Flying on the Boeing 787 is one of the most sought-after experiences in today’s air transport system—that is the message from airlines operating the new twinjet on a growing network of routes around the world.

This, of course, was Boeing’s goal from the start of the program a decade ago, but getting there has not been easy. The 787’s troubled development, production and entry into service is well-documented (see interactive feature) and the company learned bitter lessons from it that have been rigorously applied to follow-on 787 derivatives as well as the impending 737 MAX and 777X families.

Now, with the 787-9 stretch version poised for service entry and more than 160 787-8s delivered, the program is finally entering a calmer phase. After a disappointing start with systems and software-related issues, most airlines are now approaching 777-like reliability levels with their 787 fleets. Many are also using the 787 to open up new point-to-point, long-haul routes that cannot be economically flown by any other aircraft, in most cases. Most significantly, and the raison d’etre for the 787, operators are also reporting significantly lower fuel burn per seat compared with older models such as the 767-300ER—20-22%, depending on the length of the flight.

With deliveries expected to surge to three aircraft per week on average this summer, Boeing says another 15 new operators will be flying the 787 by year-end, virtually doubling the current user group which in June included 19 airlines (see table, page 78). “It is a big deal in terms of growth,” says the 787 chief project engineer and vice president, Bob Whittington. In the weeks before the Farnborough air show, average daily fleet utilization was around 300 departures and more than 1,650 revenue flight hours. 

Despite last year’s fleet grounding due to the battery problems, the aircraft passed the 100,000-revenue-departures milestone earlier this year and has carried 20 million passengers. Dispatch reliability is now running at 98.5% on a three-month moving average. “So we are getting into an area which is pretty consistent with other medium twins [such as the Boeing 767/Airbus A330 class],” he adds. Most days the rate is “running just under 99%, so the reliability is coming up on the aircraft,” Whittington notes. “We spend a lot of time so we can get to where the customer is, which is the 777. [It] sets the benchmark, and that’s where we are headed. We will be well entrenched with the rest of the medium twins by midyear and headed to 777-benchmark probably by the second quarter of 2015. Right now we are about 1 percent behind,” says Whittington. Late in 2013 the average dispatch reliability for the total in-service 787 fleet was at 97.5%, still significantly lower than the 99.2% dispatch reliability target set by Boeing for two years after entry into service.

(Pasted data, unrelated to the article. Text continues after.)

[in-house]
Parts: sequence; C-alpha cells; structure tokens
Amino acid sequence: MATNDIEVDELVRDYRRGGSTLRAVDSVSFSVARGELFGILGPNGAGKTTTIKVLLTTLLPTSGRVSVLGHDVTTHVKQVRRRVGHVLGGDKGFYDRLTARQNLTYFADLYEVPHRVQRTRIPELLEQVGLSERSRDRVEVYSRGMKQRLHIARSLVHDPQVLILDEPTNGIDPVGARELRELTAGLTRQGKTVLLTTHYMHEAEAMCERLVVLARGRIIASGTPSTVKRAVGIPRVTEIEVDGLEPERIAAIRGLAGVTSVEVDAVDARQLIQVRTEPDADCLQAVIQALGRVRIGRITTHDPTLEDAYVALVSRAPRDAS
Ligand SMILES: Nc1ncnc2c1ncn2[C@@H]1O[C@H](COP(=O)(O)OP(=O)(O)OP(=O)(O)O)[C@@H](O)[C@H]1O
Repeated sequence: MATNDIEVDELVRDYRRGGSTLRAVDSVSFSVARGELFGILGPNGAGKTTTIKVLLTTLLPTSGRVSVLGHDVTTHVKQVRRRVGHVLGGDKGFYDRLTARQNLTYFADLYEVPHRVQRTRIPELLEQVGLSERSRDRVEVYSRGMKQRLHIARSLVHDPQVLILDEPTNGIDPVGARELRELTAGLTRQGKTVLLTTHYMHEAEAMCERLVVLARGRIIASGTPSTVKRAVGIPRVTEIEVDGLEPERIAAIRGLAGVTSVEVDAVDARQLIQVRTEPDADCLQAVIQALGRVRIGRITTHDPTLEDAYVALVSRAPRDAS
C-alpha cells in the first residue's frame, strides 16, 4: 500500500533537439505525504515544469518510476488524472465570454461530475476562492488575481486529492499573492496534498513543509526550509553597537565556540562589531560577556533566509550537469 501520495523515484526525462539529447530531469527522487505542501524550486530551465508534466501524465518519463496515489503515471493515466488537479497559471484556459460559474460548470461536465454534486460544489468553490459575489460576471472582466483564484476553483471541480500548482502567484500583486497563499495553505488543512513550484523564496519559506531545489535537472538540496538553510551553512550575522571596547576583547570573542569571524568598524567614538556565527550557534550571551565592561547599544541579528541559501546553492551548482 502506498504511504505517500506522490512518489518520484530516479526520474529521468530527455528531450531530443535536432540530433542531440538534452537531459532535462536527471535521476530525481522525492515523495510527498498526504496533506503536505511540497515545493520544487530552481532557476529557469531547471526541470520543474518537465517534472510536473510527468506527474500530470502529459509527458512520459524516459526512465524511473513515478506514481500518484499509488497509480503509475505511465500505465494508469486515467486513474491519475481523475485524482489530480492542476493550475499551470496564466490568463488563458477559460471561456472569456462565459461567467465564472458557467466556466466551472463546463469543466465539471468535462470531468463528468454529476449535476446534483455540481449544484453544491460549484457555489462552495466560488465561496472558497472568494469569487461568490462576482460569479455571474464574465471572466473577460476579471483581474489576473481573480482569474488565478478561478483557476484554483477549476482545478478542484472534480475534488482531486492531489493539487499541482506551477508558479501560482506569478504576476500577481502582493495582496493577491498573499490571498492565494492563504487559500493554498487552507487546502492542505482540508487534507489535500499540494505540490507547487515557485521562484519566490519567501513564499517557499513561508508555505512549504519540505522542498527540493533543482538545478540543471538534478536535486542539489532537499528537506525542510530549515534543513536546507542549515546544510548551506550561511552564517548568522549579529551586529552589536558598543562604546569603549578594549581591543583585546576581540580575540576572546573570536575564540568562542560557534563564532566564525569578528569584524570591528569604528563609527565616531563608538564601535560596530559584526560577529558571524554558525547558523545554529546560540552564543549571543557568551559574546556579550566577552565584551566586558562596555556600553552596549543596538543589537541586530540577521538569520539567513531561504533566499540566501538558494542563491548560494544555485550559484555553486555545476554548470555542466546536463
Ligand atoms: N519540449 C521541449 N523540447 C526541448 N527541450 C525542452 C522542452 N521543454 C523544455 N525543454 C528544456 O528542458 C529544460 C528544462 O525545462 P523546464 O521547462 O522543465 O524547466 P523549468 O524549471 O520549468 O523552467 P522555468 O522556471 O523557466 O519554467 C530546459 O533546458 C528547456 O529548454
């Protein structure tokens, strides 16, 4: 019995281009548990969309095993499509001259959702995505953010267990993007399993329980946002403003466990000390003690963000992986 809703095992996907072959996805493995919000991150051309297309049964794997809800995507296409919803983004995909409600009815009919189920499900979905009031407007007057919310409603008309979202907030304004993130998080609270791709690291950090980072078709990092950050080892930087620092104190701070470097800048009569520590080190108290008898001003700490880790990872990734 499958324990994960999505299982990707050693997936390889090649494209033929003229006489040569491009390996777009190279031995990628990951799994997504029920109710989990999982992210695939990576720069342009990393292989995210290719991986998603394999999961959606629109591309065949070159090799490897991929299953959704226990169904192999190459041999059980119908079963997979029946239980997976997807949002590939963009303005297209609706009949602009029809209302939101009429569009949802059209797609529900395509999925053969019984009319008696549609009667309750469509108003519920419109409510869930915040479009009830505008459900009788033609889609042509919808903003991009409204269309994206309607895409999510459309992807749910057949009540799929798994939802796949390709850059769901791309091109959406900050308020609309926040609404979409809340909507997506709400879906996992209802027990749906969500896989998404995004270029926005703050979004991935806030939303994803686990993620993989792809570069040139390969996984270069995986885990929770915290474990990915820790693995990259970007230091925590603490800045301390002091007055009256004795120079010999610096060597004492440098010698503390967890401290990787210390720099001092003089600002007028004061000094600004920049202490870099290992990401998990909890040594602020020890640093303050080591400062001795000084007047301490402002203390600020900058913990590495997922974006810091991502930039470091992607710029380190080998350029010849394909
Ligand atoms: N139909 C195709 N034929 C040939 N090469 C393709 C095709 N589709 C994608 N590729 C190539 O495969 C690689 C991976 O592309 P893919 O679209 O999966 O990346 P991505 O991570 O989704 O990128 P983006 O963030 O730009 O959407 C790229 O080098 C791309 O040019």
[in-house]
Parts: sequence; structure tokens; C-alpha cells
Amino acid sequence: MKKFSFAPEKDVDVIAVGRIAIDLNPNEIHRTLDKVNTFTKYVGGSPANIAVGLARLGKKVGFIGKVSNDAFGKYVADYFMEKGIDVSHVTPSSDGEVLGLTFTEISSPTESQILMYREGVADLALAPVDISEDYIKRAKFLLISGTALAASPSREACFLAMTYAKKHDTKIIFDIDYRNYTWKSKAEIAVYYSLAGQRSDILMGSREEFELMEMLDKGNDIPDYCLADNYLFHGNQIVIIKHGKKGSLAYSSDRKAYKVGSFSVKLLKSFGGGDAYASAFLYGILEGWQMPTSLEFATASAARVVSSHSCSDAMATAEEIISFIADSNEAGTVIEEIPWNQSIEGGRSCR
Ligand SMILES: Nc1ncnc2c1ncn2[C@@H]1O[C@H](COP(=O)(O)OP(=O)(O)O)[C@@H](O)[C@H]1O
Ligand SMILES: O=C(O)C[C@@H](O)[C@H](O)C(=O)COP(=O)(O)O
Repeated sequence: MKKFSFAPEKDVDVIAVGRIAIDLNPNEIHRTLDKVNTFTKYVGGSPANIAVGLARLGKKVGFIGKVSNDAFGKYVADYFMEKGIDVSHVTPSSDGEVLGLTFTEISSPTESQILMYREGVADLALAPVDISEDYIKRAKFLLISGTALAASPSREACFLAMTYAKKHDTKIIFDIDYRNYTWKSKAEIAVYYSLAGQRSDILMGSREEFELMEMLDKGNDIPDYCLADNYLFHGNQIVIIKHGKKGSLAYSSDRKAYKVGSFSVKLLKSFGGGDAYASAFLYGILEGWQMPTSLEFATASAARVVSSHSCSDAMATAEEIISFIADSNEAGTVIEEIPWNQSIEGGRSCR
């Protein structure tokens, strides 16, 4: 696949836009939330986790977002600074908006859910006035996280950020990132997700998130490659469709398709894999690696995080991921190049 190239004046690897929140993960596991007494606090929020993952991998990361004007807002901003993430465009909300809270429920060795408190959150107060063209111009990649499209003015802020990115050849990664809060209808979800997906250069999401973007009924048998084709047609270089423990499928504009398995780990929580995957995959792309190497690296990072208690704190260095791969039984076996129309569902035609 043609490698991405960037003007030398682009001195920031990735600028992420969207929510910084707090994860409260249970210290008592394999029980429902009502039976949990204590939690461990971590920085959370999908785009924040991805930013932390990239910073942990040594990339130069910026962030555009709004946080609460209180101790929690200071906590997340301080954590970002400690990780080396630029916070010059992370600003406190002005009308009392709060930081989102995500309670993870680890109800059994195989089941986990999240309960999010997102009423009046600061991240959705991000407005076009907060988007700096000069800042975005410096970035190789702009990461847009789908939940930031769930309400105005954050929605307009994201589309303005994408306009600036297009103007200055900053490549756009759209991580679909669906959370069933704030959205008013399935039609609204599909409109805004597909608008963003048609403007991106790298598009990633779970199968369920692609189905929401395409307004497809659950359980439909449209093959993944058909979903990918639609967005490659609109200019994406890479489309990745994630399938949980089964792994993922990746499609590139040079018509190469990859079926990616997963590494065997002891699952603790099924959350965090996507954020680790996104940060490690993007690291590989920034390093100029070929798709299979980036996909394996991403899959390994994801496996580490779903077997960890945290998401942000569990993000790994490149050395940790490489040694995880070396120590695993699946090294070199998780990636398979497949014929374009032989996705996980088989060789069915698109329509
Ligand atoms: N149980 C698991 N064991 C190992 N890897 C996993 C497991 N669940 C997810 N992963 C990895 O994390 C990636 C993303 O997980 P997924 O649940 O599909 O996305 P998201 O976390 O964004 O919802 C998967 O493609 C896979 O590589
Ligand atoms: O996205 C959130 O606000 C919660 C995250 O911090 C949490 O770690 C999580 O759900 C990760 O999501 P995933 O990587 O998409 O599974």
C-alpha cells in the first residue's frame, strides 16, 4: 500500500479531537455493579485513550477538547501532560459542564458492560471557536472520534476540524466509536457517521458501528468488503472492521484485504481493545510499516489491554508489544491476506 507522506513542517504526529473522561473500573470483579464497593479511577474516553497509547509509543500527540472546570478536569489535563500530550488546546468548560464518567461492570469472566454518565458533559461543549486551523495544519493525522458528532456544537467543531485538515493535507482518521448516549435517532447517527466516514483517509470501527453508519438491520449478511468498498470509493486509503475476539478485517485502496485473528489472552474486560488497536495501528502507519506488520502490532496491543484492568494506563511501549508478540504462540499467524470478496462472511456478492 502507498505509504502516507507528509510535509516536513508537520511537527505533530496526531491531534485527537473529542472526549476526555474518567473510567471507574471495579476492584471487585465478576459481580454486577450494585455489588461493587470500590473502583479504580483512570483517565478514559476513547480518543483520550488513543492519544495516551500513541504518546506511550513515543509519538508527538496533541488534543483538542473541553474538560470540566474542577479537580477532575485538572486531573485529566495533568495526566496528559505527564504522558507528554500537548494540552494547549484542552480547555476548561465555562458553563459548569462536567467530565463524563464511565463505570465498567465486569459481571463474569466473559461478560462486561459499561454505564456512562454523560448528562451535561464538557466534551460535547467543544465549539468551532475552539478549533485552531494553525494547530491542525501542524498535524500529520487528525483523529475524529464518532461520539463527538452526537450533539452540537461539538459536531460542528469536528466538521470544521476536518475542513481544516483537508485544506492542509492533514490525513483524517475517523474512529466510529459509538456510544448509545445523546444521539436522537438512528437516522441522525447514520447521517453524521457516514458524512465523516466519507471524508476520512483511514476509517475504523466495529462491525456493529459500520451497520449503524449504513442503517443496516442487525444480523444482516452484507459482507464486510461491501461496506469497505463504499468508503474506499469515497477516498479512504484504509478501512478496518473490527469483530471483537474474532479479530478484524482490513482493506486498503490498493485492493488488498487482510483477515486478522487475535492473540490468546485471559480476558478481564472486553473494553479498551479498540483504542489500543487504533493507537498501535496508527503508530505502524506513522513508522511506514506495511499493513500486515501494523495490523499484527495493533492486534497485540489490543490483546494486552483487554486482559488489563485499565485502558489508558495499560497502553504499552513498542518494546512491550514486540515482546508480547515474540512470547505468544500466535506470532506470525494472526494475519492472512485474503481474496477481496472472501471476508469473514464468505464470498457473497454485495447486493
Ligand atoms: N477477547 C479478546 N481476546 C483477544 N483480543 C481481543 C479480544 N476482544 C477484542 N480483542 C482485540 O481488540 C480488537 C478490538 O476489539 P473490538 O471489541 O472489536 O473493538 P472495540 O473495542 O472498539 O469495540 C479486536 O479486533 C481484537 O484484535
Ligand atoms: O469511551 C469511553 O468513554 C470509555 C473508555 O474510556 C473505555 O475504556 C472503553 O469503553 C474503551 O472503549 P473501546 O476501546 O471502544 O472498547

Boeing is targeting improvements to the spoiler control units and brakes, which Whittington describes as “the top two delay drivers,” and continues to simplify the display and control alerting (DCA) software to reduce the third-largest cause of delays, nuisance messages. Electromechanical actuators control two of the seven spoiler pairs on each wing, while hydraulic actuators control the remainder. As with many aspects of the 787 design, the technology level in these areas is beyond that of any other airliner, which itself has represented a challenge to introduce into day-to-day service. According to the FAA and the Boeing Critical Systems Review Team tasked with reporting on the 787 after the January 2013 battery incidents, the spoiler control represents the first use of an electromechanical actuator on the primary control surface of a production civil jet airliner or military aircraft.

“The good news is this is also the first aircraft in aviation history where the pneumatic system is not the primary delay driver,” Whittington quips, referring to the use of more electric systems in place of the conventional pneumatic system. Improvements to the DCA software load have “dropped flight deck effects by about half,” he adds. Notable flight deck incidents such as a reported triple flight management system failure on an Air India aircraft in February “turned out to be a software glitch that was in the software from the beginning,” he says. “We have a software patch for that, and it is being installed now.”

Boeing is relentlessly backtracking through each software fix to weed out issues, explains Whittington. “We are at about 85 percent first-time quality, so [in] about 15 percent of the fixes we put out we didn’t get it all. As we lower the water level in the lake, something else pops out we didn’t see. At the moment, 85 percent take care of the problems, and as we move to 99.5 percent we will take every delay and break it down by root cause. We will then drop hardware and software fixes into the fleet.” 

However, finding time to install the upgrades is a problem. “The airplane gets 20-22 percent better fuel burn and the airlines are reluctant to bring [the aircraft] down for more than an overnight to put these fixes into them because they love the fuel burn. As a result, we have a little bit of a lag between the release of the update and the incorporation of the service bulletins.”